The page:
• Log In | Sign Up

  • News
  • Reviews
  • Games Database
  • Game Discovery
  • Search
  • New Releases
  • Forums
continue reading below

Quantic Dream - David Cage and Guillaume de Fondaumiere interview

Quantic Dream, the ambitious developer of Omikron: The Nomad Soul, is once again promising innovative gameplay and progressive cinematic presentation with their highly anticipated new game, Indigo Prophecy (or Fahrenheit in Europe). In doing so, they are avoiding conventional game genre labels in favor of their own category, "Interactive Drama". Whether the game can deliver on all of its promises is still unknown, but it is without doubt a hot topic on gaming forums, and one of the most coveted games of the year.

Looking for something more substantial than hype, Adventure Gamers asked Indigo Prophecy's Executive Producer Guillaume de Fondaumiere to talk with us at E3. To our surprise, when he arrived, he didn't come alone. He was joined by the game's writer and director David Cage, who enthusiastically added his thoughts and perspectives. It was a unique pleasure to sit with them both for a long talk about Quantic Dream, Indigo Prophecy and their personal views on game development.

(Representing Adventure Gamers are Laura MacDonald and Emily Morganti.)

Image #1

LM: You two actually represent the best of two companies coming together for this project. Guillaume, before you came to Quantic Dream, you were with Arxel Tribe, correct?

GF: Yes, I founded Arxel Tribe in 1992.

LM: Why the move to Quantic Dream?

GF: It's like anything else. You need time to learn, and I am only 33. However, one reason I joined Quantic is because I saw in Fahrenheit something that I had been longing to produce in a game. I really wanted to have this experience. So I talked to David and said, "David, I want to be a part of this because I think you are the future. This what I have wanted to do for a long time and never had the possibility before. I want to be on board."

LM: That's a very interesting combination -- Arxel and Quantic. Quantic was always very cinematically driven, whereas Arxel had strong narrative depth to its games. What did you bring to the equation when you came to Quantic?

GF: The main thing I brought to Quantic was my publishing experience with adventure games. And possibly some end client feedback, because I know how adventure gamers react to certain interactions. I talked with David at certain points in the game development and told him my feeling about it; where we should maybe focus more.

It is relatively difficult to sell this type of game. You must know that Indigo Prophecy probably is one of the only adventure games that will be published in the United States for the PS2. Generally, for various reasons, Sony does not publish adventure games. They believe that adventure games are not suitable for the target audience. So, we really had to show them that Quantic's work was totally different from any other game that was out there. We also made them understand that we could totally change the controls and still have an experience that was worth playing and could still appeal to adventure gamers.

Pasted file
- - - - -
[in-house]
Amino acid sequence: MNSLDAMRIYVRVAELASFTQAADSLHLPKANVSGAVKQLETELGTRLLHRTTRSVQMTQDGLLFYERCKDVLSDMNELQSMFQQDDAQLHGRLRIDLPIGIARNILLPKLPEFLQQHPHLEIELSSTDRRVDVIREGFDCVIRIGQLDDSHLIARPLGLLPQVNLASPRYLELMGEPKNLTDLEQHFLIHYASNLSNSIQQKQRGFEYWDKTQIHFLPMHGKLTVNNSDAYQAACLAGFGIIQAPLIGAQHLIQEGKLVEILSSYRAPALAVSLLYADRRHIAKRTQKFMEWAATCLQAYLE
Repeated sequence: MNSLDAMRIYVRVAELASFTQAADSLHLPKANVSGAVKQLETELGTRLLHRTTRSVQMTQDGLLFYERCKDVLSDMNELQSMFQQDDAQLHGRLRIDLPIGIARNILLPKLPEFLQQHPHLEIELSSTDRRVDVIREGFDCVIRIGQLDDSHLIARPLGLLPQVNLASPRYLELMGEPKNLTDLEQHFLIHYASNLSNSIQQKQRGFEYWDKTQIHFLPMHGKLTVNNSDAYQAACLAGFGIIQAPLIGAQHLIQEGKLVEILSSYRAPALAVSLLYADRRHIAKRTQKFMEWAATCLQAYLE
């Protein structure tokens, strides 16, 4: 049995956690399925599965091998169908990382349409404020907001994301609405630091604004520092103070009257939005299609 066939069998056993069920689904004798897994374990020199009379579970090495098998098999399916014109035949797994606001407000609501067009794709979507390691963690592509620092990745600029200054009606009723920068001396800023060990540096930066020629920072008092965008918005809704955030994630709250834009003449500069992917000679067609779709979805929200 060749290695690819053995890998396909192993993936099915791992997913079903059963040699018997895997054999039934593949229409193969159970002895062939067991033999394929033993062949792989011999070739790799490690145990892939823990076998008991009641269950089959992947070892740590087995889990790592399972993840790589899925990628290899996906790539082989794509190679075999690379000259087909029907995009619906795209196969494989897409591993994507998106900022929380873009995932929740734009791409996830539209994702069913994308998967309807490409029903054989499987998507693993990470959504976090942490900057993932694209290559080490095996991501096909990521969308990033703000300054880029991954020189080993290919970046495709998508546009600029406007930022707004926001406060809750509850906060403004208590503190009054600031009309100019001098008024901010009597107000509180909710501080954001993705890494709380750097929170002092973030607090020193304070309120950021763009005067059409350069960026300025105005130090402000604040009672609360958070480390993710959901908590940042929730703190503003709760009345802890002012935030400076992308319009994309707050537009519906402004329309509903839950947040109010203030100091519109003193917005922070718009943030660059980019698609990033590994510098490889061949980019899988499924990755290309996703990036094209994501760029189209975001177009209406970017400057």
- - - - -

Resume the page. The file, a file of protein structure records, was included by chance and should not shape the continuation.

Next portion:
EM: What do you think there was about this game that appealed to Sony?

GF: I think it has a very strong story and that it brings a complete experience. We conducted focus groups of hardcore gamers, who normally played Halo or such games. What we found out was that this game appealed in different ways. Some people liked it very much. Others did not because there was no immediate action. But it was a refreshing experience and told us the game has a wider market than just adventure gamers. So after all the testing and looking at the game, Sony decided they wanted to have it. And not being shy, I have to say we are happy and a little bit proud.

LM: The music is the first thing that struck me from the start, particularly with that first trailer. This sounds and looks very different from your last game.

DC: Yes, absolutely. You should wait for the final soundtrack by Angelo Badalamenti! He's the guy who did all the music for the David Lynch movies and shows.

We felt very proud to have someone with the talent of Badalamenti on this game and we really felt that in a lot of games you have a lot of "boom boom" type music, and this is exactly what we didn't want. Everything in the design of Indigo Prophecy is driven by emotion. And I was looking for music that would create emotion -- that would be extremely emotional itself. It was a difficult search as I only identified two composers that could bring this quality to this game: Angelo Badalementi and Michael Nyman, who did Gattaca.

LM: The music does convey a more mature ambiance. Was this with the adult themes in mind?

DC: It is really what I wanted to explore with Fahrenheit. I got the feeling that a lot of people had stopped playing games because they couldn't find content for them. I am 36 years old and I don't want to play a game like when I was ten. Most of the games you see in the [E3] booths and on the floor are for kids. I don't want to fight and shoot over and over again. I have played this type of game a thousand times before. People are really looking now for something new, for something innovative. All of my work is based upon an emotional ride. We will try to make you go through different feelings, like if you were in a movie.

Image #2

LM: This game was in development for quite some time. It seems like almost four years. Is this accurate?

DC: Not actually in true production. It took one year to sell it to a publisher and two years to make it.

GF: When David said it took us three years to sell and develop the game, that was just a part of it. You cannot create a game like this using conventional methods and tools, so we spent the first two years getting the tools we needed to create this experience, then we produced this game.